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Understanding your prostate cancer risk

Are you at risk for developing prostate cancer in your lifetime? Learn about the risk factors for prostate cancer. Understanding your risks can help you talk with your health care provider about what steps you may want to take.

Risk Factors

No one knows what causes prostate cancer, but certain factors increase your risk of getting it.

  • Age. Your risk increases as you get older. It is rare before 40 years old. Most prostate cancer occurs in men age 65 and older.
  • Family history. Having a father, brother, or son with prostate cancer increases your risk. Having one immediate family member with prostate cancer doubles a man's own risk. A man who has 2 or 3 first degree family members with prostate cancer is 11 times at greater risk than someone who has no family members with prostate cancer.
  • Race. African American men are at higher risk than men of other races and ethnicities. Prostate cancer may occur at a younger age, too.
  • Genes. Men with a BRCA1, BRCA2 gene mutation have a higher risk of prostate cancer and some other cancers. The role of genetic testing for prostate cancer is still being evaluated.
  • Hormones. Male hormones (androgens) like testosterone, may play a role in the development or aggressiveness of prostate cancer.

A Western lifestyle is linked with prostate cancer, and dietary factors have been intensively studied. However, results are inconsistent.

Having risk factors for prostate cancer does not mean you will get it. Some men with several risk factors never get prostate cancer. Many men without risk factors develop prostate cancer.

How to Reduce Your Risk

Most risks for prostate cancer, such as age and family history, cannot be controlled. Other areas are unknown or not yet proven. Experts are still looking at things like diet, obesity, smoking, and other factors to see how they may affect your risk.

As with many health conditions, staying healthy is your best defense against illness:

  • DO NOT smoke.
  • Get plenty of exercise.
  • Eat a healthy low-fat diet with plenty of vegetables and fruits.
  • Maintain a healthy weight.

It is a good idea to talk with your provider before taking dietary supplements. Some studies have shown that certain supplements may increase the risk for prostate cancer, although this is unproven:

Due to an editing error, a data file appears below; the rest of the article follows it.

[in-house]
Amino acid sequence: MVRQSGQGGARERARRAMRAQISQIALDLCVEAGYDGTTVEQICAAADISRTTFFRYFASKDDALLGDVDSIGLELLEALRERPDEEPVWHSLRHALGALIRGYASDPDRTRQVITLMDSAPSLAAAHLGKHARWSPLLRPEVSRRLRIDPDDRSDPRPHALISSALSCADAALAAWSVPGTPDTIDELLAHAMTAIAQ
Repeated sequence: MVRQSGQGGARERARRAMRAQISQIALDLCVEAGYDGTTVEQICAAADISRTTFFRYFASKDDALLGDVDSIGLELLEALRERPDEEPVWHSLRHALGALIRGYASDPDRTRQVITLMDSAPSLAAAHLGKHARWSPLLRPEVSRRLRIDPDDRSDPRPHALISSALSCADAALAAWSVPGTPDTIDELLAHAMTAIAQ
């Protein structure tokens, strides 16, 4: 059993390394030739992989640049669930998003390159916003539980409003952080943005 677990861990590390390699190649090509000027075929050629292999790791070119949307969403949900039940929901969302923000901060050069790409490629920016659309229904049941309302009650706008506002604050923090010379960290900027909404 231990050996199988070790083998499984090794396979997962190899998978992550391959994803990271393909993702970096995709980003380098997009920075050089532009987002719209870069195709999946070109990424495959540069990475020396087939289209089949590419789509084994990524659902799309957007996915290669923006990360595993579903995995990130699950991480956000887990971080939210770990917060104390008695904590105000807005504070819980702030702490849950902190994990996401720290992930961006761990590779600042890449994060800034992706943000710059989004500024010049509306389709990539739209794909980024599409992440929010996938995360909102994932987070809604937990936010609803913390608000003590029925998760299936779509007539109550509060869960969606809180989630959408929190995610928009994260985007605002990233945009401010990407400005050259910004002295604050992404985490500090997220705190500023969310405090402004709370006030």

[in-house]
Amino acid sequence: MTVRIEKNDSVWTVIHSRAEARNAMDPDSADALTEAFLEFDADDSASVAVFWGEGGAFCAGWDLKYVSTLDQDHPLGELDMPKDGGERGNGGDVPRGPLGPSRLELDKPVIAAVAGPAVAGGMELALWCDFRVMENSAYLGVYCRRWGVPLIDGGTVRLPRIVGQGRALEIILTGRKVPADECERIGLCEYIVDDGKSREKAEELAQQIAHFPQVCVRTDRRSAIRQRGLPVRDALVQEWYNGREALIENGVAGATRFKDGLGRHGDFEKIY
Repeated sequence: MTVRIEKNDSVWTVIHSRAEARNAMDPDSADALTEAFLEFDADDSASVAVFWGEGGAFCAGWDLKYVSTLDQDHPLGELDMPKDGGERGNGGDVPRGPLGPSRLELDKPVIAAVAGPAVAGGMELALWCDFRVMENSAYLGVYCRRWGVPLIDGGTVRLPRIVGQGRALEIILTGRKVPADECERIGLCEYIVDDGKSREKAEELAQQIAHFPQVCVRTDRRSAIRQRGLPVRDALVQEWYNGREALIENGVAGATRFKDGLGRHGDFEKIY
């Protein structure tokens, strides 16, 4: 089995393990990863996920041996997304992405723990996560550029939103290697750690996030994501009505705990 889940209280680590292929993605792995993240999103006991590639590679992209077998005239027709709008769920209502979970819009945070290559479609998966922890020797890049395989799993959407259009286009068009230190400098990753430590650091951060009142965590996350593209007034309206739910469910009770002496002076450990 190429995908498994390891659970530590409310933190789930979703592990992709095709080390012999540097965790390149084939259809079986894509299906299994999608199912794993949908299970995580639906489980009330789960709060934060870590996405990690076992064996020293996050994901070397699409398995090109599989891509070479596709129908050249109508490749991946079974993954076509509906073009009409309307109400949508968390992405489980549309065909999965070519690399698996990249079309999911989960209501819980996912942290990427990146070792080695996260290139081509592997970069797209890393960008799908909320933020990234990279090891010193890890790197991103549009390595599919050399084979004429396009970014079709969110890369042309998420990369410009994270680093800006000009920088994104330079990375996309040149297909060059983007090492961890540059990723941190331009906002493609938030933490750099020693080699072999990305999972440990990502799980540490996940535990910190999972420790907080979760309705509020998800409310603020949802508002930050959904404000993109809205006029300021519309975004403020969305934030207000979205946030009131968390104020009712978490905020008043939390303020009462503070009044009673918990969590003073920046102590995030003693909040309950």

• Selenium and vitamin E. Taken separately or together, these supplements may increase your risk.
  • Folic acid. Taking supplements with folic acid may increase your risk, but eating foods high in folate (a natural form of the vitamin) may help protect AGAINST prostate cancer.
  • Calcium. Getting high levels of calcium in your diet, either from supplements or dairy, may increase your risk. But you should talk with your provider before cutting back on dairy.

It is a good idea to talk with your health care provider about your risk for prostate cancer and what you can do about it. If you have a higher risk, you and your provider can talk though the benefits and risks of prostate cancer screening to decide what is best for you.

When to Call the Doctor

Call your health care provider if you:

  • Have questions or concerns about your prostate cancer risk
  • Are interested or have questions about prostate cancer screening


Moyer VA, U.S. Preventive Services Task Force. Screening for Prostate Cancer: U.S. Preventive Services Task Force recommendation statement. Ann Intern Med. 2012;157(2):120-134. PMID: 22801674

National Cancer Institute website. Genetics of prostate cancer (PDQ) - Health professional version. Updated January 19, 2018. Accessed February 15, 2018.

National Cancer Institute website. Prostate cancer prevention (PDQ) - Patient version. Updated September 8, 2016. Accessed February 15, 2018.

National Cancer Institute website. National Institute of Health Surveillance, Epidemiology, and End Results Program (SEER). SEER stat fact sheets: prostate cancer. Accessed February 15, 2018.

Qaseem A, Barry MJ, Denberg TD, Owens DK, Shekelle P; Clinical Guidelines Committee of the American College of Physicians. Screening for prostate cancer: a guidance statement from the Clinical Guidelines Committee of the American College of Physicians. Ann Intern Med. 2013;158(10):761-769. PMID: 23567643

        A Closer Look


        Review Date: 1/31/2018

        Reviewed By: Todd Gersten, MD, Hematology/Oncology, Florida Cancer Specialists & Research Institute, Wellington, FL. Review provided by VeriMed Healthcare Network. Also reviewed by David Zieve, MD, MHA, Medical Director, Brenda Conaway, Editorial Director, and the A.D.A.M. Editorial team.

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